- The average cost of a wedding is £21,307
- Bristol hosted 1,479 weddings in 2015/16, 4 per cent of which were same-sex marriages
- Bristol has 17 per cent fewer weddings than the average for England
Even if Ashton Court Mansion is closing its doors to the city’s brides, victim of Council savings (“carrying out events at Ashton Court is no longer financially viable,” said a spokesperson; “we will of course honour any current bookings”), the city is awash with glamorous venues to stage your nuptials. From Goldney Hall – the setting for John Watson’s onscreen wedding in Sherlock Holmes – to Arnos Vale, weddings are big business for Bristol venues, an industry that is worth an estimated £10 billion to the UK each year.
Mercure’s Bristol Grand, the Harbour Hotel and the Doyle Collection’s Bristol Hotel, and At-Bristol all provide large, and popular spaces for wedding celebrations, along with the suite of event spaces managed by the Compass Group – including M-Shed, Bristol Museum and Bristol Zoo. The Zoo hosts around 60 weddings a year and staff have noticed an increasing trend for technology and informal celebrations.
“We are definitely seeing technology coming to the fore in the wedding sector,” says sales coordinator Liz Taylor. “This could be from programmes that help with wedding planning and managing guest lists through to how couples handle social media on the day. It is becoming more and more commonplace for couples to request ‘no un-authorised social media posts’ until they have chosen their ideal shot and posted later in the day.”
But boutique and quirky venues are proving popular with couples too.
Quarter Events has three venues in Bristol – No. 4 Clifton, The Square and Racks. “We had 98 couples with us last year across all three of our units with The Square hosting the most (41 couples),” says group event manager Julia Loveless, whose team is 40-strong.
She believes there’s plenty of opportunity for wedding businesses, even if competition is increasing. “The wedding sector of a city is as big as its eligible population and the pull it has for brides outside of its borders – and I really believe Bristol is one of the best cities to get married in for the South West.
“The competition in Bristol is heating up – a lot of brilliant venues are establishing themselves across the city and new photographers and suppliers cropping up. It’s healthy to have a bit of competition around, but it’s always going to be a challenge to let your voice be heard.”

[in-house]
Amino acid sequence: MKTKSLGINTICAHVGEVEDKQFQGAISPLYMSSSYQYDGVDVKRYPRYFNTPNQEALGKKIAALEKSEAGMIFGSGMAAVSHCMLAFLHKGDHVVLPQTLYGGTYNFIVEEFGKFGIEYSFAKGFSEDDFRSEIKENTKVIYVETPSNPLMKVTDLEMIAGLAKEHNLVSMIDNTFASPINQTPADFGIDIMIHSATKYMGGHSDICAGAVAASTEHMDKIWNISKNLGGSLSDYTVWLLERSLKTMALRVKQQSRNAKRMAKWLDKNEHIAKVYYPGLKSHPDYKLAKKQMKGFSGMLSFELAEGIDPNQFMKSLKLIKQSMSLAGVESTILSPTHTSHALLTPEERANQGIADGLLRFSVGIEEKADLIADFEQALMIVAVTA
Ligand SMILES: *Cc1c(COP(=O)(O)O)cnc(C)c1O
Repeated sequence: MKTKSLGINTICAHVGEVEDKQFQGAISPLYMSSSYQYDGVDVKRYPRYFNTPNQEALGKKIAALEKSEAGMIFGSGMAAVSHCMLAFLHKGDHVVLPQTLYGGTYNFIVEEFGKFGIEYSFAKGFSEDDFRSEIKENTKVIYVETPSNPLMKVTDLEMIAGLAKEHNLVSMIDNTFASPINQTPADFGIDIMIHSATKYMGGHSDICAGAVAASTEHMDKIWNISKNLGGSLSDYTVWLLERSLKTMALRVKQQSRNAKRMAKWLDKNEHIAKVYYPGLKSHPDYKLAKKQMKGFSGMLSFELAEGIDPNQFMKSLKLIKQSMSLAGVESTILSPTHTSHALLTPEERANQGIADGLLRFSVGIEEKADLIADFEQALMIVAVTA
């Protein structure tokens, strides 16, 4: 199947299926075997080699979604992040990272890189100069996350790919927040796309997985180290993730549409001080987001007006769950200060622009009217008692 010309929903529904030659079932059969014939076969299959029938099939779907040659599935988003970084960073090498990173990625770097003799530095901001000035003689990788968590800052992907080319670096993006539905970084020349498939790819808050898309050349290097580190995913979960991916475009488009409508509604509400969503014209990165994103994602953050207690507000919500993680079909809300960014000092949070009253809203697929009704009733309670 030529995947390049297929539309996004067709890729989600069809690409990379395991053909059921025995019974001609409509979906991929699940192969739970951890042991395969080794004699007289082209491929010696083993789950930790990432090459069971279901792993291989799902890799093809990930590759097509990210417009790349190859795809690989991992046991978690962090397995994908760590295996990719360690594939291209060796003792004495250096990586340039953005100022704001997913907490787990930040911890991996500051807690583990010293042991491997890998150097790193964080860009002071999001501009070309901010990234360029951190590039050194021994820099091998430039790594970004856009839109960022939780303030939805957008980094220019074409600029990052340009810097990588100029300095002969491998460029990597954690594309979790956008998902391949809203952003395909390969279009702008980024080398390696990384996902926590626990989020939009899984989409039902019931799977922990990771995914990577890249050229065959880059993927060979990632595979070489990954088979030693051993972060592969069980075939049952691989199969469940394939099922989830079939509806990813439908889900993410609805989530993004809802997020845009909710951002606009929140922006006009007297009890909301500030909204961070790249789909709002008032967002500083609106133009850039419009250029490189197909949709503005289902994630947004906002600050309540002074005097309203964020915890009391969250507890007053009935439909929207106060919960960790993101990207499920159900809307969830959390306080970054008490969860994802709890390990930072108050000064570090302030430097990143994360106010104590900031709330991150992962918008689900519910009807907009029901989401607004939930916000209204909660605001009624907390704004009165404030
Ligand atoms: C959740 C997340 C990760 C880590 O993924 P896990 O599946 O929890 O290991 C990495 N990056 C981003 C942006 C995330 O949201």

The segment is vital to business at St George’s, which is undergoing a £6 million renovation set to bring new spaces and a modern bar in time for the 2018 season. “While weddings make up a very small percentage of the events we host annually (just 13 of 332 events last year), as an independent music venue and a charity, the income generated from weddings and other private events is absolutely essential to our business,” says sales and marketing manager Hazel Hatton. “Couples love that we’re different from most venues.
“We tend to attract the more ‘DIY’ couple, but we have an experienced events team, and work with a fantastic freelance wedding planner so there’s loads of support available.”
PLANNING AND DÉCOR
Keen to set their day apart from the crowd, couples are opting to differentiate their weddings with personalised touches, giving rise to a growing styling industry.
Steph Allison is a freelance wedding planner through her company Sweet & Pretty. She coordinates between 10 and 20 weddings each year, providing tailored support to each couple. “There’s easily hundreds of wedding suppliers based in Bristol as well as many catering companies and venues who offer wedding services.
“In the last few years people have become much more detail-focussed due to social media and want their weddings to be more personal and to stand out. They are using more planners and stylists to really add lots of creative inspiration to their day and are seeking suppliers in more areas than before, such as hiring different chairs, nicer cutlery or table linen or props rather than making do with the standard items.”
She says the value of her role is more and more recognised: “More people are realising the benefits aren’t just for celebrities and the super rich. Actually, a DIY wedding in a village hall would benefit more from a planner than a fancy hotel as there’s much more to be set up and coordinated.